• *The matched pairs t testComparing paired or correlated samplesNot independent but closer to each than random samplesA feature observed under 2 different conditionsSame students tested before and after taking classPairs of subjects matched according to any characteristicStudying husbands and wives rather than random samples

• *The matched pairs t test (cont.)

di denotes the difference between the ith pair N denotes the number of pairs of observations

• *Corpus linguistics exampleLengths of the vowels produced by 10 speakers in two different consonant environmentst = -2.95; d.o.f. = 9Critical value of t for a two-tailed test at the 2 percent significance level for 9 d.o.f. is 2.821

IDE1E2d12226-421822-432627-141715251924-562327-471517-281620-4919172102530-5

• *Non-parametric comparisons of two groupsUsed in two-sample studies where the assumptions of the t test do not holdBetween-group design (independent samples)The Wilcoxon rank sums test Repeated measures design (correlated/paired samples)The Wilcoxon matched pairs signed rank test

• *The Wilcoxon rank sums testAlso known as the Mann-Whitney U testUseful for comparing ordinal rating scalesCombine and rank scores for two groupsCalculate the sum of ranks in the smaller group (R1)Calculate the sum of ranks in the larger group (R2)U = the smaller of U1 and U2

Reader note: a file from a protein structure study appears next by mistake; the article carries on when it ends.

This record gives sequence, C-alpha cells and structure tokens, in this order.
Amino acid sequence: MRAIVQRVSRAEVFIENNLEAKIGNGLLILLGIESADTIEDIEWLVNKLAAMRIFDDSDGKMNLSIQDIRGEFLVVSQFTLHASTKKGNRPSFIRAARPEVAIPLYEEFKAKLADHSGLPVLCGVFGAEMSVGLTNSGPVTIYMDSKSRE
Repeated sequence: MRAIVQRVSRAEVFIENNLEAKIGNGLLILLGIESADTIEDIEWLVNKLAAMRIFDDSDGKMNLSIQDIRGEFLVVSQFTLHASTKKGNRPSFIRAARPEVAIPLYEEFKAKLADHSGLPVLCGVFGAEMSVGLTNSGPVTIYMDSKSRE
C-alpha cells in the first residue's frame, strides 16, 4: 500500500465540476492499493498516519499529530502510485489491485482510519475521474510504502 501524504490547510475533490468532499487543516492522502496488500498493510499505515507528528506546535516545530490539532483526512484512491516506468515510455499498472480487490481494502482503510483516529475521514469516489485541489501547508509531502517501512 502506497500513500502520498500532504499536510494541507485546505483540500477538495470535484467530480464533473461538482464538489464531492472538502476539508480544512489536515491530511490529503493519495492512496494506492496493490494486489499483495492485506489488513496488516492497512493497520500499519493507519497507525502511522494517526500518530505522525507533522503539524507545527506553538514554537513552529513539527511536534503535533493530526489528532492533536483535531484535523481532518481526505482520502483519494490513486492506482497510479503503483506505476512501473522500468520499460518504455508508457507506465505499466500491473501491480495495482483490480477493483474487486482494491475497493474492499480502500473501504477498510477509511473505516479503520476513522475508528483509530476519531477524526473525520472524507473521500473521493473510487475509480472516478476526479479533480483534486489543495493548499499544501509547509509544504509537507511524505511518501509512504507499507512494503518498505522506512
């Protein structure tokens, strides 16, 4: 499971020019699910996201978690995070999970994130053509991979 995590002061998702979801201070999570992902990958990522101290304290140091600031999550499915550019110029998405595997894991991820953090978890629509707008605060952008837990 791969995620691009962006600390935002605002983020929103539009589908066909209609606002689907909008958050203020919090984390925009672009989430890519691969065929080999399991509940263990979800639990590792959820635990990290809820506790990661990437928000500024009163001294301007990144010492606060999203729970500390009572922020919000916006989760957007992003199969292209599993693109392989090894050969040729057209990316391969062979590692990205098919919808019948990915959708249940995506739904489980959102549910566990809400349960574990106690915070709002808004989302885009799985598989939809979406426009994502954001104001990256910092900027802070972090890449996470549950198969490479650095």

• *The Wilcoxon rank sums test (cont.)If N1 20 and N2 20, can compute z scoreLet N = N1 + N2

• *Corpus linguistics exampleQuestionnaire distributed to 2 student groupsGroup 1: Computer-taughtGroup 2: Classroom-taughtQuestion: How hard/useful did you find the task?Answer: Likert scale (1-5), 1=very hard; 5=very easyData processingAggregate scores found for each subjectCombined scores from 2 groups rankedAverage scores given to tied ranks

• *Corpus linguistics example (cont.)H0: no difference between 2 groups

Calculate level of significance hereCannot reject H0

G2RankG1Rank141106122.5106122.5106114810.598.571298.5613810.5--R237.5R153.5

• *The Wilcoxon matched pairs signed ranks testUsed on interval level of measurementRanks differences between pairs of observationsConsiders both direction and degree of differenceProcedureObtain matched pairs of scoresCalculate difference for each pairRank differences according to absolute magnitudeFind the sum of negative and positive ranks